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-   -   Newspaper coins word: Bopo, the "bourgeous polyamorous" (http://www.polyamory.com/forum/showthread.php?t=69234)

Alan7388 03-07-2014 05:37 PM

Newspaper coins word: Bopo, the "bourgeous polyamorous"
 
That would be Canada's The Globe and Mail. Nice article overall! Here's my writeup and (long) excerpt on Polyamory in the News:

http://polyinthemedia.blogspot.com/2...bourgeous.html

Alan M.

Spock 03-07-2014 10:24 PM

Quote:

Originally Posted by Alan7388 (Post 261461)
That would be Canada's The Globe and Mail. Nice article overall! Here's my writeup and (long) excerpt on Polyamory in the News:

http://polyinthemedia.blogspot.com/2...bourgeous.html

Alan M.

The family was specifically polygynous more than polyamorous.

Also, living on a 30 acre farm doesn't make them bourgeoisie, just a little bit wealthier than the norm.

We already know that having money makes it easy to keep multiple lovers :)

I've wondered about having a second wife just so we have a full time parent at home with the kids...

SNeacail 03-07-2014 11:12 PM

Bourgeous? Was it supposed to be "Bourgeois" or does it mean something different?

Magdlyn 03-08-2014 05:30 PM

Quote:

Originally Posted by Spock (Post 261487)

I've wondered about having a second wife just so we have a full time parent at home with the kids...

Um, that would be a nanny. :p

Tonberry 03-09-2014 01:52 PM

Quote:

Originally Posted by Magdlyn (Post 261573)
Um, that would be a nanny. :p

But you have to PAY a nanny :p

RedPanda 03-12-2014 01:12 PM

Most academic research into polyamory has found that the community is overwhelmingly white, educated and affluent. The academics have also speculated that people from other demographics likely face more social backlash for deviating from social norms. They fear ostracism from careers, church, and rigid social expectations.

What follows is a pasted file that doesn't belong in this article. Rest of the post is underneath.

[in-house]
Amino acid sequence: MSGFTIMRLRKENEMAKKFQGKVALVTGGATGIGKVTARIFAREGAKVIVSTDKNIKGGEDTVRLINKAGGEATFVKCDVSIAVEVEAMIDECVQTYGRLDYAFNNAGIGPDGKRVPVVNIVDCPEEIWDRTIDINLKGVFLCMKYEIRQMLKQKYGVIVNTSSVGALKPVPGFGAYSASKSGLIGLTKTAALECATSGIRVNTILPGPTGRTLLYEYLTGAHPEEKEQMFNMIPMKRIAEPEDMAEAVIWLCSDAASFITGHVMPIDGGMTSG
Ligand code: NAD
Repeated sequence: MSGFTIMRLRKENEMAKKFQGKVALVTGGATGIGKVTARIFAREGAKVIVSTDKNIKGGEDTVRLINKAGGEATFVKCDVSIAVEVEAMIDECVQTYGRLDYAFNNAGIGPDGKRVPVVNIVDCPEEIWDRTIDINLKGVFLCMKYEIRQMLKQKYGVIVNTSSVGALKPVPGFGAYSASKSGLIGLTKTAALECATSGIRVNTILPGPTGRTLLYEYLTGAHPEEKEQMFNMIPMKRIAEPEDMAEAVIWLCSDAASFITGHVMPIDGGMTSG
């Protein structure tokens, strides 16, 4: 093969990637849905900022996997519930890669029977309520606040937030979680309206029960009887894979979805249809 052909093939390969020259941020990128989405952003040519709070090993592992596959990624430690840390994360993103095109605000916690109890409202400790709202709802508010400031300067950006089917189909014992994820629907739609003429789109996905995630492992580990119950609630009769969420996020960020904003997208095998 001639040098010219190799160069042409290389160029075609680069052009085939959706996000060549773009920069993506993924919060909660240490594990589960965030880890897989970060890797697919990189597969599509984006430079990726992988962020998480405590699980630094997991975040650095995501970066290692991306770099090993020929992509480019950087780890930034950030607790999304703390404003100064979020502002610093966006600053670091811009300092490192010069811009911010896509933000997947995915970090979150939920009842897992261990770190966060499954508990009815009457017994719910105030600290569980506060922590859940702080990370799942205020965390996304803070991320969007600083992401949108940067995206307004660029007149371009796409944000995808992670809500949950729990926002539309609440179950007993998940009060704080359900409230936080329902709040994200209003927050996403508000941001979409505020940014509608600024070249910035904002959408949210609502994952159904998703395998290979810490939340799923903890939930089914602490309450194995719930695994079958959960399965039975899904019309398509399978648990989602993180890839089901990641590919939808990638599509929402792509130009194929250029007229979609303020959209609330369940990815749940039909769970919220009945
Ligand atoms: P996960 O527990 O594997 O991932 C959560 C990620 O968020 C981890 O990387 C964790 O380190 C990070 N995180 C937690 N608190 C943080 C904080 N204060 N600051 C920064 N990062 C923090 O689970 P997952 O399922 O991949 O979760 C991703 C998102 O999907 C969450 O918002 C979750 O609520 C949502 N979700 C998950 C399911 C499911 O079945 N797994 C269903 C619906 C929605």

Anyways, it financially makes sense to have more than 2 working adults in a home. The West's nuclear family is a very new trend, and not a very successful one IMHO.

kdt26417 03-13-2014 04:49 AM

If rich people must be at the vanguard of the "poly movement," then so be it, I say. I quite like the good-looking polish it puts on our image for the rest of the world to see. Let "trailer park polys" be showcased later, after poly gains some general acceptance.

My V is far from rich but I admit we don't have kids either so I don't know how easily we'd handle that (financially). It does make sense to say that two adults working with one adult at home would eliminate the need for daycare and whatnot, so that's one cost offset.

Good article Alan; thanks for posting it.

Tiberius 03-13-2014 10:17 AM

Not sure I like the bit that says, "...they are the most conventional members of the “poly” sub-culture, a group that includes everything from orgy-obsessed swingers to S&M enthusiasts...."

Makes us sound like we're all into weird fetishes or something. I mean, sure, some of us are, but it's hardly a defining feature.